Winter skin issues? Try these tips
A winter coat, mittens and hat may offer protection from the outdoor temps, but it’s also important to have the proper skincare regime for winter months.
“Cold weather and dry air steals moisture away from our skin, leaving it dry, itchy, flaky and dull looking. Prevent winter skin by using a gentle cleanser, regularly moisturizing and applying lip balm,” says Dr. Rania Agha, a dermatologist at Advocate Good Samaritan Hospital in Downers Grove, Ill.
Dr. Agha suggests the best times to moisturize is immediately after taking a shower or bath when your skin is still damp, as well as at night.
“Our face, hands, feet, elbows and knees have thin skin and can easily dry out. Moisturizing at night helps hydrate those key areas while you sleep,” she says.
Besides dry skin, cold weather can cause breakouts, chapped lips and puffiness around the eyes. Dr. Agha suggests the following tips to handle these troublesome skin issues:
- Cold weather breakouts – Cleansers can be extremely drying to the skin. Even those who are prone to breakouts need to moisturize, as overly dry skin can become even more inflamed. Be careful of acne cleansers and moisturizers that use benzoyl peroxide and salicylic acid, as they are very drying. Instead, use a lower-strength version around 2 percent. And remember to moisturize.
- Chapped lips – Use a wet washcloth to slough away dead skin, then lock in moisture with an unflavored, non-medicated lip balm that contains panthenol and lanolin. And most of all, refrain from licking your lips.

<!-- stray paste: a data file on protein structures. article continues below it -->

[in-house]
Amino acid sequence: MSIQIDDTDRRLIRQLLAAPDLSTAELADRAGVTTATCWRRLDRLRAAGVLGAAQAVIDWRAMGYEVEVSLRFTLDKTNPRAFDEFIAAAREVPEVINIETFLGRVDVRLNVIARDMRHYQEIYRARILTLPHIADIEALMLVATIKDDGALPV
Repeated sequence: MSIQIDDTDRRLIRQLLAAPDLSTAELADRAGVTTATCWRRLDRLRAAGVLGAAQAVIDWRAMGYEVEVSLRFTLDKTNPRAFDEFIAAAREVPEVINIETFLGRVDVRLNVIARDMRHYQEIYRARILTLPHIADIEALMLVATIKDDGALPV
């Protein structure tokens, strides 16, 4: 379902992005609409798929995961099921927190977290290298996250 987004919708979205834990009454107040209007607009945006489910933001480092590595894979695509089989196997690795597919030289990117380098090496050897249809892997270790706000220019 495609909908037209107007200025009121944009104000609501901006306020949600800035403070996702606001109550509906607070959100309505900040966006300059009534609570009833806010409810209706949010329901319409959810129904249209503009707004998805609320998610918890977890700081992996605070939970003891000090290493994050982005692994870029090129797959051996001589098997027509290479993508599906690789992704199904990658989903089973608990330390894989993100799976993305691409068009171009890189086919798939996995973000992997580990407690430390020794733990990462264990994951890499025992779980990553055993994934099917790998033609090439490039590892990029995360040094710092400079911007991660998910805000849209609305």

- Under eye bags and puffiness – Under eye puffiness is caused by fluid retention from too much salt, alcohol and not enough sleep. Apply a cold compress such as cucumbers or cold/frozen tea bags to the eyes. And drink more water to flush out the excess salt and reduce puffiness.
“In order to keep skin bright and healthy during the gloomy winter months, it’s important to hydrate your body. Besides moisturizing on a regular basis, you can stay hydrated by drinking more water and eating foods high in water content such as apples, oranges, tomatoes and cucumbers,” says Dr. Agha.
About the Author
Johnna Kelly, healthe news contributor, is a manager of public affairs and marketing at Good Samaritan Hospital in Downers Grove. She is a former newspaper reporter and spent nearly 10 years as a public relations professional working for state and county government. During her time as a communications staffer for the Illinois General Assembly, she was integral in drafting and passing legislation creating Andrea's Law, the nation's first murderer registry. In her spare time, she volunteers at a local homeless shelter, enjoys traveling, photography and watching the Chicago Bulls.